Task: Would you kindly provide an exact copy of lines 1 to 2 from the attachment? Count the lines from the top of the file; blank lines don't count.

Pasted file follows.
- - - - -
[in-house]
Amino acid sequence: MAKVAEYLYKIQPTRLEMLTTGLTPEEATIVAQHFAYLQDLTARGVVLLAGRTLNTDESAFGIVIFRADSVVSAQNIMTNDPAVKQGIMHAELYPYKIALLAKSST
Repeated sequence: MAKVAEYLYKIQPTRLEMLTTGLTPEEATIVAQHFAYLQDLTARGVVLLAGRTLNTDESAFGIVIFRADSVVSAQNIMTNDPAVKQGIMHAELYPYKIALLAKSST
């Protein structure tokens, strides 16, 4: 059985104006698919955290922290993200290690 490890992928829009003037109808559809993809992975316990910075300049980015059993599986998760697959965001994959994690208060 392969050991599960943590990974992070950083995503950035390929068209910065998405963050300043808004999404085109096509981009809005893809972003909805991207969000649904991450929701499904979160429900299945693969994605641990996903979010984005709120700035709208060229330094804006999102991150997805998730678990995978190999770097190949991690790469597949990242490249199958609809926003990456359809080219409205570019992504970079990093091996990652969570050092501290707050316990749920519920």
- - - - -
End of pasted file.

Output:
[in-house]
Amino acid sequence: MAKVAEYLYKIQPTRLEMLTTGLTPEEATIVAQHFAYLQDLTARGVVLLAGRTLNTDESAFGIVIFRADSVVSAQNIMTNDPAVKQGIMHAELYPYKIALLAKSST